On Wednesday morning just after 10:00 a.m. David Birnbaum, who works as the director of a Yeshiva in the city of Hadera and also volunteers as a United Hatzalah EMT, received an emergency alert from his communications device notifying him of a medical emergency occurring nearby. David, who is a veteran EMT, quickly stopped what he was doing, got into his car, and drove to the given address. He arrived at the same time as the ambulance crew.
A 45-year-old man was lying unconscious on the floor in the living room of his apartment. When David walked in, he saw a number of alcohol bottles open and some pill jars not too far away, all lying on their sides, empty, with their covers removed. The team initiated CPR and relayed to dispatch that they required a mobile intensive care unit (MICU) to assist, both with the CPR and with counteracting the overdose.
As David was performing compressions, the ambulance team attached a defibrillator, which did not advise any shocks. It took about 20 minutes, and some medications from the MICU but the combined team managed to regain the patient’s pulse. Once he was stable enough, he was loaded onto the MICU and transported to Hillel Yaffe Medical Center.
“I’ve been a volunteer EMT for the past 25 years,” said Birnbaum, who was one of the two people who founded Hatzalah of Hadera back in the 1990s. “I’ve responded to thousands of medical emergencies and very little surprises me anymore. My goal is simply to help people, I’m not interested in honorifics or titles. I care about getting the work done. Everything beyond that I don’t have the need or energy for any longer.”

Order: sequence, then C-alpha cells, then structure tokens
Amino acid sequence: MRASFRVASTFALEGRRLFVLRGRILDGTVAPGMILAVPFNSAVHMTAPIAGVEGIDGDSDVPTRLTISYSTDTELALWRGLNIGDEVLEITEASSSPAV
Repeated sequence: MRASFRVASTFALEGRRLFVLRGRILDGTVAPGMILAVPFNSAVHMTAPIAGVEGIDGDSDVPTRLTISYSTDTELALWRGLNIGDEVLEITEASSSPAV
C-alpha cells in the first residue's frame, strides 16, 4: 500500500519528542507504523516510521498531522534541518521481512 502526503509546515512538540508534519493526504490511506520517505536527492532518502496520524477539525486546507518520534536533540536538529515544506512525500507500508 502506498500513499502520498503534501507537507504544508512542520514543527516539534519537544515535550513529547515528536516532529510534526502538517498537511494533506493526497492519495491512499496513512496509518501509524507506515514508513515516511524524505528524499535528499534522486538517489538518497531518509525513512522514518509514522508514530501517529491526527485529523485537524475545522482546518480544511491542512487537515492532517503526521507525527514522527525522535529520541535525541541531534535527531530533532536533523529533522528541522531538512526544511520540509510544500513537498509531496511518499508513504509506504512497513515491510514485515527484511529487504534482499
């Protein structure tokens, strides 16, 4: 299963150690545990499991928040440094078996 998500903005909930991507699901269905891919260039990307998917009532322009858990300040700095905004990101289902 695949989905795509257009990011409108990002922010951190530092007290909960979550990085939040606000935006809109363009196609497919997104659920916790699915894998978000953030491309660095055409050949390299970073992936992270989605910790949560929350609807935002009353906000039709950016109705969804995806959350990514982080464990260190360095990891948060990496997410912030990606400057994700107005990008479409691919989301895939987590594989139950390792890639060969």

When Hatzalah Hadera joined United Hatzalah after its founding in 2006, Birnbaum was offered the position of Chapter Head of the region, a position he turned down. “It’s about saving people. That is what I want to do. That is what I have energy for. I can rush out to medical emergencies and save lives, running a chapter, taking care of all the logistics behind everything for all of the volunteers in the area, I think I’m thankfully done with that for now,” he added.
Birnbaum, who is married with 7 children and close to 50, volunteers for other rescue organizations as well, including Zaka. After having helped literally thousands of people in and around Hadera, Birnbaum still has the energy and drive to continue responding to medical emergencies whenever they occur in his vicinity.
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